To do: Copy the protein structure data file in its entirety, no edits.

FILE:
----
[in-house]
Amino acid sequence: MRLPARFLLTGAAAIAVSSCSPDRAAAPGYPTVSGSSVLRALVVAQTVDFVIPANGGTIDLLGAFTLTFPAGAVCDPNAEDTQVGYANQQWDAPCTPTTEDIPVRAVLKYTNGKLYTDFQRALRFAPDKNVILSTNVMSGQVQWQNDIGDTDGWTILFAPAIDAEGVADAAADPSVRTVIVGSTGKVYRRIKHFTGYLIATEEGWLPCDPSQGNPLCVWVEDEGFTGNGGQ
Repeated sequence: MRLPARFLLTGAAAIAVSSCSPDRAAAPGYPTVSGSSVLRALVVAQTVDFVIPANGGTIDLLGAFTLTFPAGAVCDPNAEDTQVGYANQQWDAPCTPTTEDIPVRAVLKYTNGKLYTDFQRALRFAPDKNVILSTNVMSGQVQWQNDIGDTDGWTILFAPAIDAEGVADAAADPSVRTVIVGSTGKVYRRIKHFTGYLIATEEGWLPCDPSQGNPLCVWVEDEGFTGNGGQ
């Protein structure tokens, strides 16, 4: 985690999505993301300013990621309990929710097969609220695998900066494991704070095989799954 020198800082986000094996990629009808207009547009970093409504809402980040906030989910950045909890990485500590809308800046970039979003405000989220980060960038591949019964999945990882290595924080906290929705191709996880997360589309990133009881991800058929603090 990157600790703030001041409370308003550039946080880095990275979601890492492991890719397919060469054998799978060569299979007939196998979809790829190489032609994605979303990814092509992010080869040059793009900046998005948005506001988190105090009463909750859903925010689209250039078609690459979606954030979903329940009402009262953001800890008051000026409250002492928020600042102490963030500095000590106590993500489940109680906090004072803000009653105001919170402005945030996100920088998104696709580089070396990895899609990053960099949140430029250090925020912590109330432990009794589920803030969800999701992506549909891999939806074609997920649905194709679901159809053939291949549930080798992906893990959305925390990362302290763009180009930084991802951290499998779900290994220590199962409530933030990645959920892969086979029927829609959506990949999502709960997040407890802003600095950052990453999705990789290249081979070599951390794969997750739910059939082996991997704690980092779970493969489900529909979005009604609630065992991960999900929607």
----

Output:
[in-house]
Amino acid sequence: MRLPARFLLTGAAAIAVSSCSPDRAAAPGYPTVSGSSVLRALVVAQTVDFVIPANGGTIDLLGAFTLTFPAGAVCDPNAEDTQVGYANQQWDAPCTPTTEDIPVRAVLKYTNGKLYTDFQRALRFAPDKNVILSTNVMSGQVQWQNDIGDTDGWTILFAPAIDAEGVADAAADPSVRTVIVGSTGKVYRRIKHFTGYLIATEEGWLPCDPSQGNPLCVWVEDEGFTGNGGQ
Repeated sequence: MRLPARFLLTGAAAIAVSSCSPDRAAAPGYPTVSGSSVLRALVVAQTVDFVIPANGGTIDLLGAFTLTFPAGAVCDPNAEDTQVGYANQQWDAPCTPTTEDIPVRAVLKYTNGKLYTDFQRALRFAPDKNVILSTNVMSGQVQWQNDIGDTDGWTILFAPAIDAEGVADAAADPSVRTVIVGSTGKVYRRIKHFTGYLIATEEGWLPCDPSQGNPLCVWVEDEGFTGNGGQ
């Protein structure tokens, strides 16, 4: 985690999505993301300013990621309990929710097969609220695998900066494991704070095989799954 020198800082986000094996990629009808207009547009970093409504809402980040906030989910950045909890990485500590809308800046970039979003405000989220980060960038591949019964999945990882290595924080906290929705191709996880997360589309990133009881991800058929603090 990157600790703030001041409370308003550039946080880095990275979601890492492991890719397919060469054998799978060569299979007939196998979809790829190489032609994605979303990814092509992010080869040059793009900046998005948005506001988190105090009463909750859903925010689209250039078609690459979606954030979903329940009402009262953001800890008051000026409250002492928020600042102490963030500095000590106590993500489940109680906090004072803000009653105001919170402005945030996100920088998104696709580089070396990895899609990053960099949140430029250090925020912590109330432990009794589920803030969800999701992506549909891999939806074609997920649905194709679901159809053939291949549930080798992906893990959305925390990362302290763009180009930084991802951290499998779900290994220590199962409530933030990645959920892969086979029927829609959506990949999502709960997040407890802003600095950052990453999705990789290249081979070599951390794969997750739910059939082996991997704690980092779970493969489900529909979005009604609630065992991960999900929607």